Anna Fahey, Sightline’s communications strategist, gave a powerful talk on “Tapping Into Dark Optimism.” Dark optimism, she says, is a term coined by Shaun Chamberlin to describe “our capacity to face dark truths, while believing unwaveringly in our human potential.” Anna consolidates many of the core ideas that I’ve tried to highlight in my writing, in a wonderfully condensed and heartfelt way, from the perspective of a dedicated policy professional. How, for example, do we get people exactly like ‘me’ to care about climate change, if I’m not really facing the hard truth myself? How do we harness the necessary intensity within our movement that has proven so elusive? And how do we confront the difficult emotions that our climate crisis evokes in all of us, with courage and resilience rather than fear and avoidance?
Why do Anna’s words matter? Because we are in this for the long haul, and it will take all the emotional intelligence and personal courage we can muster to stay with the truth of this crisis as it continues to unfold.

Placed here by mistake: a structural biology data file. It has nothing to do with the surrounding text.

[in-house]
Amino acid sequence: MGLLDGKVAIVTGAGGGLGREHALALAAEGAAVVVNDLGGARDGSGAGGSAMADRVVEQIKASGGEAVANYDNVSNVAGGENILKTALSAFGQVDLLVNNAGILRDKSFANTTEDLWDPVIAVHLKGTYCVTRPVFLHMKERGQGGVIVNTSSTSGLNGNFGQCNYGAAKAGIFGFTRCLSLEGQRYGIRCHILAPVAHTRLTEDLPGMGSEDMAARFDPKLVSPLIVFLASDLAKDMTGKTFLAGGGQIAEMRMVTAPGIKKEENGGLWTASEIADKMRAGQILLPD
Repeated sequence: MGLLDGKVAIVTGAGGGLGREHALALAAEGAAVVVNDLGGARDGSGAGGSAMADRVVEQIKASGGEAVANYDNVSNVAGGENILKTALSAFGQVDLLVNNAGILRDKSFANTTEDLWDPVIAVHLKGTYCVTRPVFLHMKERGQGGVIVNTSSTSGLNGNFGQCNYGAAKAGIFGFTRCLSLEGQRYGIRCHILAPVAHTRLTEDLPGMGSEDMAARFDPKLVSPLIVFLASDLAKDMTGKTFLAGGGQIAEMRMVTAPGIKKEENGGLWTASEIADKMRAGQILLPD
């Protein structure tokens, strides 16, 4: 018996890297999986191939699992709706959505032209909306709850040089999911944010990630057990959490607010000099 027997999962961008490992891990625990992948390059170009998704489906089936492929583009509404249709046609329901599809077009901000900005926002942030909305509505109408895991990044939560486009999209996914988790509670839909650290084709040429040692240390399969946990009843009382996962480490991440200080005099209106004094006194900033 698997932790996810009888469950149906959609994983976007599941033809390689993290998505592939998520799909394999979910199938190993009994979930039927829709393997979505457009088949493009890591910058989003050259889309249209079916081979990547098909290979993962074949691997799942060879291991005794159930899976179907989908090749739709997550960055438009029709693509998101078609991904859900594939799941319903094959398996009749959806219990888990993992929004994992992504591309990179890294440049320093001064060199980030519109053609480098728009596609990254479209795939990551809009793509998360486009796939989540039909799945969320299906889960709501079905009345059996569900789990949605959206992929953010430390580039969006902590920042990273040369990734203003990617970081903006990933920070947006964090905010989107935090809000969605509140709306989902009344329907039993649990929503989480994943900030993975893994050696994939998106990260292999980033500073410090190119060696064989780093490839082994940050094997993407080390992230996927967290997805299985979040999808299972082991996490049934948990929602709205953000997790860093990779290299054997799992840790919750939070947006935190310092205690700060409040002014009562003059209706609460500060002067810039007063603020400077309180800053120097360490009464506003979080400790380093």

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Fewer crashes, not more, after marijuana legalization.
One of the often-overlooked benefits of declining driving, particularly among the young, has been a rapid reduction in car crash deaths over the past decade. And those safety improvements have probably been helped by falling sales of super-sized pickups and SUVs, along with other promising automotive technology trends.
But during last year’s debate over marijuana legalization in Washington, I heard quite a bit of concern that permissive marijuana laws would reverse the recent declines in crash fatalities. I recall chatting with a well-meaning tow truck driver—a guy who’d seen the aftermath of a lot of terrible crashes—and he was convinced that legalizing pot would just mean more dead kids. Being a parent myself, I found it easy to understand that perspective. Despite a long-term decline in alcohol-related crashes in the state, drunk driving is still a very serious problem—and I can certainly relate to the fear that legalizing another intoxicating substance would boost car crash deaths.